AIMS: This study evaluates the efficacy and safety of first-line single-stage hybrid ablation of (long-standing) persistent atrial fibrillation (AF), over a follow-up period of 2 years, and provides additional information on arrhythmia recurrences and electrophysiological findings at repeat ablation.
METHODS AND RESULTS: This is a prospective cohort study that included 49 patients (65% persistent AF; 35% long-standing persistent AF) who underwent hybrid ablation as first-line ablation treatment (no previous endocardial ablation). Patients were relatively young (57.0 ± 8.5 years) and predominantly male (89.8%). Median CHA2DS2-VASc score was 1.0 (0.5; 2.0) and mean left atrium volume index was 43.7 ± 10.9 mL/m2. Efficacy was assessed by 12-lead electrocardiography and 72-h Holter monitoring after 3, 6, 12, and 24 months. Recurrence was defined as AF/atrial flutter (AFL)/tachycardia (AT) recorded by electrocardiography or Holter monitoring lasting >30 s during 2-year follow-up. At 2-year follow-up, single and multiple procedure success rates were 67% and 82%, respectively. Two (4%) patients experienced a major complication (bleeding) requiring intervention following hybrid ablation. Among the 16 (33%) patients who experienced an AF/AFL/AT recurrence, 13 (81%) were ATs/AFLs and only 3 (19%) were AF. Repeat ablation was performed in 10 (20%) patients and resulted in sinus rhythm in 7 (70%) at 2-year follow-up.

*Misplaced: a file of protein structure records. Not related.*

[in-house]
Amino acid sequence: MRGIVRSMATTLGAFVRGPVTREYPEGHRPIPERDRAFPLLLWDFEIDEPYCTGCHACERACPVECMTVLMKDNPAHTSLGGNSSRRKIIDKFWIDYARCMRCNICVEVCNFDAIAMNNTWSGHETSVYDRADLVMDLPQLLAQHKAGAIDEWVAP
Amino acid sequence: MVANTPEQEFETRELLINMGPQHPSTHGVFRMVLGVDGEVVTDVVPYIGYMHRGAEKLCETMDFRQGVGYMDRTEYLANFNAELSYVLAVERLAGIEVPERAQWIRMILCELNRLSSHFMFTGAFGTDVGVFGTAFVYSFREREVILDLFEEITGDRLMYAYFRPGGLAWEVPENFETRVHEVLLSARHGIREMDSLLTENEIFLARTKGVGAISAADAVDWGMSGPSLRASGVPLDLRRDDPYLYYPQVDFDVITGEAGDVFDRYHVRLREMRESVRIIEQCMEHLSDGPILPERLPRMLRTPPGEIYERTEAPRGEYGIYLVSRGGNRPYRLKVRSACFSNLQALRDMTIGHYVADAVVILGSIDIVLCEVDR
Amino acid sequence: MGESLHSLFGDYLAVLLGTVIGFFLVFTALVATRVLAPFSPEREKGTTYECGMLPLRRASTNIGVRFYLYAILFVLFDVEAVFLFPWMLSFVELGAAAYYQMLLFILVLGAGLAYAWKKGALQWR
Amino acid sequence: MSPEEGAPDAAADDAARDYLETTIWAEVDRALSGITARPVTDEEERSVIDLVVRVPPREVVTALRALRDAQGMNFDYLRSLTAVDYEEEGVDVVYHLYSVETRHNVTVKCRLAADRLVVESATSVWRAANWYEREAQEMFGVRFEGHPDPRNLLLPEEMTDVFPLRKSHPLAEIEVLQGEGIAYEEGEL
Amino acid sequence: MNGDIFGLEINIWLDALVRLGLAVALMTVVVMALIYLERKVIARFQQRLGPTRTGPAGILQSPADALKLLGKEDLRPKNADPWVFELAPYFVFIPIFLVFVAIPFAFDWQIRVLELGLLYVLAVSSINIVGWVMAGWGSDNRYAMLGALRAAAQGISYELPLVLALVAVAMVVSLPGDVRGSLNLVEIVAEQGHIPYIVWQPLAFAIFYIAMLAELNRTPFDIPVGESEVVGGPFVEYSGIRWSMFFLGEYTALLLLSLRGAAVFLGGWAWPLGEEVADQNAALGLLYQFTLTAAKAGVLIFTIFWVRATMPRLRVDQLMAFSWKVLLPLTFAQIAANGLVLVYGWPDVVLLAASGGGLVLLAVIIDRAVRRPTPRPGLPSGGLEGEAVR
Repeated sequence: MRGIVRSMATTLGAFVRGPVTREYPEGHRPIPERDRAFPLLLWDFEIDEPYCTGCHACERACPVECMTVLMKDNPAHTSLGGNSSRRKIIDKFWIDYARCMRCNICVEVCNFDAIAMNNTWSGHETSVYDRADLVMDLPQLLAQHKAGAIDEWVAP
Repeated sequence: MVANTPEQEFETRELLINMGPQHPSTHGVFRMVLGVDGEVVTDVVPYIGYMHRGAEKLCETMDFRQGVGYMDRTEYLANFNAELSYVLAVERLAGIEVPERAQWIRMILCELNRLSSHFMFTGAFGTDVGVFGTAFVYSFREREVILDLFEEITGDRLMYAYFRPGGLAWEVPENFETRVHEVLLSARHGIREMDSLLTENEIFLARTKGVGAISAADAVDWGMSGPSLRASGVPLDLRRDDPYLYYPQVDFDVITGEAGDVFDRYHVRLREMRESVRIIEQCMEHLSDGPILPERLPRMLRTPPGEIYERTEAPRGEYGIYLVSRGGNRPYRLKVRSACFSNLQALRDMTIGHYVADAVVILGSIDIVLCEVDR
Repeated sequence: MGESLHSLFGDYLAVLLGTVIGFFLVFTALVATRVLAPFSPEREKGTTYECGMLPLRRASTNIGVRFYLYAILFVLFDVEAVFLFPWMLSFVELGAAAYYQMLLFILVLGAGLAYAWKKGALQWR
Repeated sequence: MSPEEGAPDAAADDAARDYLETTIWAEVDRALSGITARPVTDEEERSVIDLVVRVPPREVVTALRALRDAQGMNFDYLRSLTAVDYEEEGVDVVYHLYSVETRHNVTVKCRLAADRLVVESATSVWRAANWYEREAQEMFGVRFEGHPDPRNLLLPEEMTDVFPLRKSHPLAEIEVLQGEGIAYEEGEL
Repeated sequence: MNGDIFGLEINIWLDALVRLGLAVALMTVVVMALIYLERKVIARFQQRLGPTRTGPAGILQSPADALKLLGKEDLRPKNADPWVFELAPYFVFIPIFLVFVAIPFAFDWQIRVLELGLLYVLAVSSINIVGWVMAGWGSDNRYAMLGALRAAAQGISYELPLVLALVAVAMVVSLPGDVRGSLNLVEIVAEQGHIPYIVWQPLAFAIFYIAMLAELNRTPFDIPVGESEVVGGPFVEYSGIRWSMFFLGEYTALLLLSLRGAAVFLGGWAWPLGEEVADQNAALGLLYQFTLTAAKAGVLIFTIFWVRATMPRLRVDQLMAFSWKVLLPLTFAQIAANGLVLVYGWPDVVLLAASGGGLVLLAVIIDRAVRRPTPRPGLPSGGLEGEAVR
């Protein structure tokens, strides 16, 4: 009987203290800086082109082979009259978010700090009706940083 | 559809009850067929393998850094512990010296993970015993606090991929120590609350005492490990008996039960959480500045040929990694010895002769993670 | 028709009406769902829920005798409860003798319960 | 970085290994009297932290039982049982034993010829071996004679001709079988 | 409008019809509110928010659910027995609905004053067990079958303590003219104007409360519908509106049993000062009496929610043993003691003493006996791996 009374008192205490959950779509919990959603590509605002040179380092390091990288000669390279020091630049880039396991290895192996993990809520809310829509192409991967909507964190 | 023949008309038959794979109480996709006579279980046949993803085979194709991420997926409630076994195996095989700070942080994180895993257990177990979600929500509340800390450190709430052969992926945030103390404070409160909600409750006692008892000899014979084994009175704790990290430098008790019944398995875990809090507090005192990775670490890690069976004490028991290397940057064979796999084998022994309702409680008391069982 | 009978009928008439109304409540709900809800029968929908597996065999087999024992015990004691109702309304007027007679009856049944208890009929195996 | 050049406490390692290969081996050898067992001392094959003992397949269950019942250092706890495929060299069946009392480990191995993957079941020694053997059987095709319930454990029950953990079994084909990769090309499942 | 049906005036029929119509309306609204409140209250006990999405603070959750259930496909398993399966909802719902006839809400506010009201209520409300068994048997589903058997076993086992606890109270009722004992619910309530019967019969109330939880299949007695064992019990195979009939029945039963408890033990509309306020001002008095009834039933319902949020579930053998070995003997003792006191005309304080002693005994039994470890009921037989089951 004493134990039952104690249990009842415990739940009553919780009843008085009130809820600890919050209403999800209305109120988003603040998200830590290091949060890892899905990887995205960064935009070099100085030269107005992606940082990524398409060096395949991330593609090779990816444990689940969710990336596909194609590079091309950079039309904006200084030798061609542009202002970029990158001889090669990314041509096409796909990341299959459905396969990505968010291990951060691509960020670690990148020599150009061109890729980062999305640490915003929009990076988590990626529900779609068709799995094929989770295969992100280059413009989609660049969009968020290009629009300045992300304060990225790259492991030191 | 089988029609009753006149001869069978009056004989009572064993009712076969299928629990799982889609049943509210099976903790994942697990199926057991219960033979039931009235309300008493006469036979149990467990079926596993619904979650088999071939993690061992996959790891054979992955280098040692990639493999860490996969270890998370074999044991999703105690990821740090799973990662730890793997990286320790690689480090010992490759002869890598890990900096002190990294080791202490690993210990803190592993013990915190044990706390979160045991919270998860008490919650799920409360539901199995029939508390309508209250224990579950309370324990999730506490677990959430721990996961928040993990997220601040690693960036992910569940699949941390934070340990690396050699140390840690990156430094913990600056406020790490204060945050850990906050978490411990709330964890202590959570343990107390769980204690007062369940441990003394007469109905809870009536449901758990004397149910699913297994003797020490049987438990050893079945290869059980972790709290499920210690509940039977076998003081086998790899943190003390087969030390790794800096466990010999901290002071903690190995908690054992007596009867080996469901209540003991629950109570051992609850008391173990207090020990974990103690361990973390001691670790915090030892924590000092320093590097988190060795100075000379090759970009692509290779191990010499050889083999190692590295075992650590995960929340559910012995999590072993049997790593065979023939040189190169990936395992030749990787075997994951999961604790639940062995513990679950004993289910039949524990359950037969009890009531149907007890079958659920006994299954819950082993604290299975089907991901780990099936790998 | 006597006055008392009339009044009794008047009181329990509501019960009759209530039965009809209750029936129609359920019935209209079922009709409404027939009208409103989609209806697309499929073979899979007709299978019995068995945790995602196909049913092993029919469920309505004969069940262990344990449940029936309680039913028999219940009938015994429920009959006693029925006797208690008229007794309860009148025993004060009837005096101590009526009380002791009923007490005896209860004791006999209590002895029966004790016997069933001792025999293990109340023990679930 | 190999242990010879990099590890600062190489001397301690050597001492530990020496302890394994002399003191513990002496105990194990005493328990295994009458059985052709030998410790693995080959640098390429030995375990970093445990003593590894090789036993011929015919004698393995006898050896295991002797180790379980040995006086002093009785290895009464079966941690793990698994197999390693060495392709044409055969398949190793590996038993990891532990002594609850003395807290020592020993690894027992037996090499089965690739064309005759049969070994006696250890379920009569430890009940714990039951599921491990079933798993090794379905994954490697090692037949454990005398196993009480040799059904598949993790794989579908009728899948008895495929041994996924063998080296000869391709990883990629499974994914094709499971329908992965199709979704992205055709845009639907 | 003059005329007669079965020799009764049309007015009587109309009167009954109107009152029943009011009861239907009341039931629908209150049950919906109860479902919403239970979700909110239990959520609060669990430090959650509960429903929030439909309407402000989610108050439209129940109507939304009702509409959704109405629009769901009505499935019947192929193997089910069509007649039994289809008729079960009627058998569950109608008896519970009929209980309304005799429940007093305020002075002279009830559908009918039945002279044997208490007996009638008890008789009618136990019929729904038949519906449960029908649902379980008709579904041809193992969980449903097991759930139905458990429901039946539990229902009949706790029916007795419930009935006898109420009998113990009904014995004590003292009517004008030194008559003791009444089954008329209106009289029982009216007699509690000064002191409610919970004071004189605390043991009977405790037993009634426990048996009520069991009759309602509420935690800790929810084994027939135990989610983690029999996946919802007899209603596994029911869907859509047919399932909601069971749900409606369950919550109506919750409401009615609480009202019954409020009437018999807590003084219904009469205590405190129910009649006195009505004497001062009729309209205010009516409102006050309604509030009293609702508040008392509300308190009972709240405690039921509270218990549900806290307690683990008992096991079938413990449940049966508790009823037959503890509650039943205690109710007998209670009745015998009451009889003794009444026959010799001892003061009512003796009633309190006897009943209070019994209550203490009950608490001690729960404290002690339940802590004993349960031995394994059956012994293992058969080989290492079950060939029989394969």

CONCLUSION: First-line single-stage hybrid AF ablation is an effective treatment strategy for patients with persistent and long-standing persistent AF with an acceptable rate of major complications. Recurrences are predominantly AFL/AT that can be successfully ablated percutaneously. Hybrid ablation seems a feasible approach for first-line ablation of (long-standing) persistent AF.